Students don thinking caps
June 10, 2008 · Updated 8:07 PM
KINGSTON Bundles of creative minds buzzed inside of Kingston Junior High Tuesday night. Outside, the popularity of the seven-school Science Olympics was evident with parked cars stretching a half-mile in either direction of the school.
Each October, the elementary school community gathers for the games. Students come with strategy in mind to construct the object they will be competing with. Materials are provided to classrooms a month in advance to allow students time to explore the project and work with different variables that factor in, said Science Olympics co-organizer Peggy Bullock.
When they come to the Science Olympics, they start from scratch, Bullock said. But they come with a game plan.
Spread out in both gyms and the commons, the kids built their projects and put them to the test. It was the biggest turnout Science Olympic co-organizer Lillian Cole had seen in her 10-years helping with the event.
(The Olympics) focuses kids on science in a fun way, Cole said. The teachers love it and the kids love it, too.
Using the scientific method of guessing and checking, the kindergarten contestants had to hypothesize which objects would float and which would sink in their experiments.
Kindergartner Tess Baldwin of Vinland Elementary took first in the event.
First-graders put their minds to ancient task of shipbuilding albeit on a miniature level. Students made boats out of aluminum foil, testing which could stay afloat as a metal washer cargo was added.
Gordon Elementary first-grader Chloe Gelpieryns boat held the most for first place; Riley Martin and Sarah Page took second and third respectively.
Second-grade pairs took an architectural aim at building paper bridges for their part in the contest. The bridges were tested by washers collected in a paper cup, which was then supported by the bridge.
Poulsbos Natalie Myer and Odalis Duran combined their efforts to build the sturdiest bridge out of paper and tape. Wolfles Anthony Stien and Miles Brundage took second and Austin Page and Isabelle Cloward (Poulsbo) took third.
The third grade competition covered the longest lengths. Students manufactured two-wheelers out of paper plates with pencil axles, testing which could roll furthest.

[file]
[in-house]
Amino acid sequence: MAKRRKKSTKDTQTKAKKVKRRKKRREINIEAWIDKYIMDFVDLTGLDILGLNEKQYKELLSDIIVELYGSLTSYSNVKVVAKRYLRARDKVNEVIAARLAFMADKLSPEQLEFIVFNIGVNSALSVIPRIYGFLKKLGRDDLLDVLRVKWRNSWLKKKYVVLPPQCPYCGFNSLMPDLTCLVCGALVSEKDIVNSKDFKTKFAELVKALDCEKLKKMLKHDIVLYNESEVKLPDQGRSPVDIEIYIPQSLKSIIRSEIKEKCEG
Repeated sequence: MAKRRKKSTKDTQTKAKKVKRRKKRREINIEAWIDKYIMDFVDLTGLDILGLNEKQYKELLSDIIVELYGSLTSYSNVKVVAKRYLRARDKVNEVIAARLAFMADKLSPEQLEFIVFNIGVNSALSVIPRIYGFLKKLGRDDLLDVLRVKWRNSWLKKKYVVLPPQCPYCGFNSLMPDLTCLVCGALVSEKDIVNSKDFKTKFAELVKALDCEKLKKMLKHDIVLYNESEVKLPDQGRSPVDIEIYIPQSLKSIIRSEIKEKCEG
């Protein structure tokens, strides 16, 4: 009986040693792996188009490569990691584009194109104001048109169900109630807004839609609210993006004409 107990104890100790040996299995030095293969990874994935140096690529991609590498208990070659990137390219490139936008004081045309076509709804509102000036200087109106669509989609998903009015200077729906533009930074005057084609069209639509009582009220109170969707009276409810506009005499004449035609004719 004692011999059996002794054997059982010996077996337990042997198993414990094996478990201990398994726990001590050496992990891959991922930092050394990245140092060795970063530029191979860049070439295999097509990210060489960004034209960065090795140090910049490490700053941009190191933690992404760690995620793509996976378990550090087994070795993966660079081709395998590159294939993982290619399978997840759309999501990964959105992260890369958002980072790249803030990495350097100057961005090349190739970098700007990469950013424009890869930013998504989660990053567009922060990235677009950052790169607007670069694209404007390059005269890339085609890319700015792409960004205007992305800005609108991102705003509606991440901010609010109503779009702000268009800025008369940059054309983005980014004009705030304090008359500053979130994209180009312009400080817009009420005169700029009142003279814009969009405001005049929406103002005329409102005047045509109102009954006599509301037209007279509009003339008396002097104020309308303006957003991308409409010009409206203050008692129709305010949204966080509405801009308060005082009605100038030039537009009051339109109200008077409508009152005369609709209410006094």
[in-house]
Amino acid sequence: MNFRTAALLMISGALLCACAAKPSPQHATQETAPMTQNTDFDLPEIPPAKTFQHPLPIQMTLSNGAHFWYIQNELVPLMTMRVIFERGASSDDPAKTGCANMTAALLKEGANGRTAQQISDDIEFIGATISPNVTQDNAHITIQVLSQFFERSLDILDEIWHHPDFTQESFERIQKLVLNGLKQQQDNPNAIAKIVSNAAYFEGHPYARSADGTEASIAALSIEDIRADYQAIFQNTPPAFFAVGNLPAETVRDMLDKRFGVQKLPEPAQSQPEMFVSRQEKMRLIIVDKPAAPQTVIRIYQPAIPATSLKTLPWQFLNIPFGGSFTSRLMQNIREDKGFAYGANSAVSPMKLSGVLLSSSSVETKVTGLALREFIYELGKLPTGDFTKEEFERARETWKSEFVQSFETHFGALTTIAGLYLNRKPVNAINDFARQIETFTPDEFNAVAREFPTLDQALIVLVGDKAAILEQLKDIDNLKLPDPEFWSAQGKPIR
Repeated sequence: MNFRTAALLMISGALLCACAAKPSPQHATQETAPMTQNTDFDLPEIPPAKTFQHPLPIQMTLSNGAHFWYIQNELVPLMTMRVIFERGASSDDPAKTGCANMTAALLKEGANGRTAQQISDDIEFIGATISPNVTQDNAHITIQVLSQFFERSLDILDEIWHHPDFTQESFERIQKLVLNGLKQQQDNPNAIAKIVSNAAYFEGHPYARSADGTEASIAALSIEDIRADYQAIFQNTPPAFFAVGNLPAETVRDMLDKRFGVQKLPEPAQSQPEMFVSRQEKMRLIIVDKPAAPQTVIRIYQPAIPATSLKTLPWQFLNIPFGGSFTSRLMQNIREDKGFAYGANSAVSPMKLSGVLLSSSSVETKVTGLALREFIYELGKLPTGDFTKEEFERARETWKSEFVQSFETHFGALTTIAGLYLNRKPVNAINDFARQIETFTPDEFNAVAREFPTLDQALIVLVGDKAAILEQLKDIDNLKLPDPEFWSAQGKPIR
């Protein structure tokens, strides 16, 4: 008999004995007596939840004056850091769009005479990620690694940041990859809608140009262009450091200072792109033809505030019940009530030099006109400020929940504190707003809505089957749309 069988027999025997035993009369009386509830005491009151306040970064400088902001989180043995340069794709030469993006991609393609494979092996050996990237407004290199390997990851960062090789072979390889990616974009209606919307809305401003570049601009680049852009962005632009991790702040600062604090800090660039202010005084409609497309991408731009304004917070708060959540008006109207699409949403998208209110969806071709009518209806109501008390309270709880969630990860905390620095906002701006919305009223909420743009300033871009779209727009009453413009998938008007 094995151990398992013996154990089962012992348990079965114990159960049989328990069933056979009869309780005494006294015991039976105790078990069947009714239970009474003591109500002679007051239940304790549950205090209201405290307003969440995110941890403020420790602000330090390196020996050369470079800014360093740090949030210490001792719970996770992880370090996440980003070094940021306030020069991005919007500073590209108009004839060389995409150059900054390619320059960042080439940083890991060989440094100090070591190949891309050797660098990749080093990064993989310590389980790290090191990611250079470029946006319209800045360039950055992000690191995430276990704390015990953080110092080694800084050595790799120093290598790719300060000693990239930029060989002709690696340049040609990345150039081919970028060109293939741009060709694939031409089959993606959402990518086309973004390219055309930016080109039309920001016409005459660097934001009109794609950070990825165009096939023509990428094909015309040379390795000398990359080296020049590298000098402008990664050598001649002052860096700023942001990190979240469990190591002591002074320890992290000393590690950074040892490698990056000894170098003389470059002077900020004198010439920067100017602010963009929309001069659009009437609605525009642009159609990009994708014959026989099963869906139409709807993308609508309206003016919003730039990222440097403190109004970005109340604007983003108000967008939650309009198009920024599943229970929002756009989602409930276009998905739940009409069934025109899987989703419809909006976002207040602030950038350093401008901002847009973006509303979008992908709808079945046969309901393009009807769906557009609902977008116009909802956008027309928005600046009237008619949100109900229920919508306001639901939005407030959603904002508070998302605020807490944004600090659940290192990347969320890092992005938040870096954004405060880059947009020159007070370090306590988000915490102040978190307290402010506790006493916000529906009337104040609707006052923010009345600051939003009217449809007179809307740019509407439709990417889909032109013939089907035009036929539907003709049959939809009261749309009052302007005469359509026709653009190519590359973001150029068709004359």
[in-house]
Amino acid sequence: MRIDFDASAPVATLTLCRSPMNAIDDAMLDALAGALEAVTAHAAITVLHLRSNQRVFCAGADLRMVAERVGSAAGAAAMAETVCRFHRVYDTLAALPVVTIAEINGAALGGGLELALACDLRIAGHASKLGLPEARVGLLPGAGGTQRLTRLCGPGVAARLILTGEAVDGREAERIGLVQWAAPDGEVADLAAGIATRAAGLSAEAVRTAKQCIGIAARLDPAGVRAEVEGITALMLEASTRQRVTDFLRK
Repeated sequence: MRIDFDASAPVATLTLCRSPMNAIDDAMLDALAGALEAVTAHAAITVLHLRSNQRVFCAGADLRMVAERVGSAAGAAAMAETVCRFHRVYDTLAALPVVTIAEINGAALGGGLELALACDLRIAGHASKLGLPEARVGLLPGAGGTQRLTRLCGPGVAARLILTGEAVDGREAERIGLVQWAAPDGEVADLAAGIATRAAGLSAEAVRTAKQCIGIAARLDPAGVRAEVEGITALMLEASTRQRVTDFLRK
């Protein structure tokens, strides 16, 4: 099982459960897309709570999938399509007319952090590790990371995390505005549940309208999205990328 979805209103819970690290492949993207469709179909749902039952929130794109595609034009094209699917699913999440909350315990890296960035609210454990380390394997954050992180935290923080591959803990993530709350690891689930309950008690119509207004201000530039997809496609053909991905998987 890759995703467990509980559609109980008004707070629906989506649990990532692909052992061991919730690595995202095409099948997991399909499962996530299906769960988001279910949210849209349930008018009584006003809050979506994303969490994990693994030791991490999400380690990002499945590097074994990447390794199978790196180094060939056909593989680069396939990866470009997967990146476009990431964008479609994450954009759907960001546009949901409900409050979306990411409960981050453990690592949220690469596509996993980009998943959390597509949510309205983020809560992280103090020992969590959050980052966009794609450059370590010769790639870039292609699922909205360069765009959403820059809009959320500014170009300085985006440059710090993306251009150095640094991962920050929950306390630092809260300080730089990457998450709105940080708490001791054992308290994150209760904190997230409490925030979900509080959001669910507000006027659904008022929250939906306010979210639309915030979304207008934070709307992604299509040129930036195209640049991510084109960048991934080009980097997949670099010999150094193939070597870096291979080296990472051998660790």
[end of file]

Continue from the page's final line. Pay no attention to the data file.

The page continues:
Wolfles Lexi Anthonys contraption rolled furthest, Sam Torstenbo of Vinland came in second.
Fourth-graders launched marshmallows in the cafeteria using paper cup catapults. It was a challenge not only to construct the machine but also to send the marshmallows airborne.
Suquamish students August Rodriguez and Tyler Billings mastered the furthest flight for first place.
The fifth and sixth graders also took on the roll of engineers in the main gym, teaming up to fabricate tiny bridges out of straws and tape. To determine which could withstand the most pressure, the straw construction was put to the test by an eraser.
Erik Thomson-Hale and Ian Christen of Suquamish built the sturdiest bridge, Zachary Parker and Devon Jacob (Gordon) came in second.
Sixth graders challenged their brains by creating towers out of the material that broke the camels back. The goal was to build the tallest tower that could hold substantial weight. Students earned points for the height and for weight supported.
This was the best year for the towers, Bullock mentioned. We took out some of the rules, let the kids have at it, and they built some amazing structures.
Poulsbos Michael Gilman and Trevor Waller took first in the competition, Bonnie Foley of Suquamish took second. Third place was shared by a three-way tie.
This is a great kick-off for the year, Bullock said. Its an informal use of the scientific method that feels more like play. But students are still isolating variables and solving problems using the materials.
The Elementary Science Olympics have been a yearly function in Kitsap County since 1984.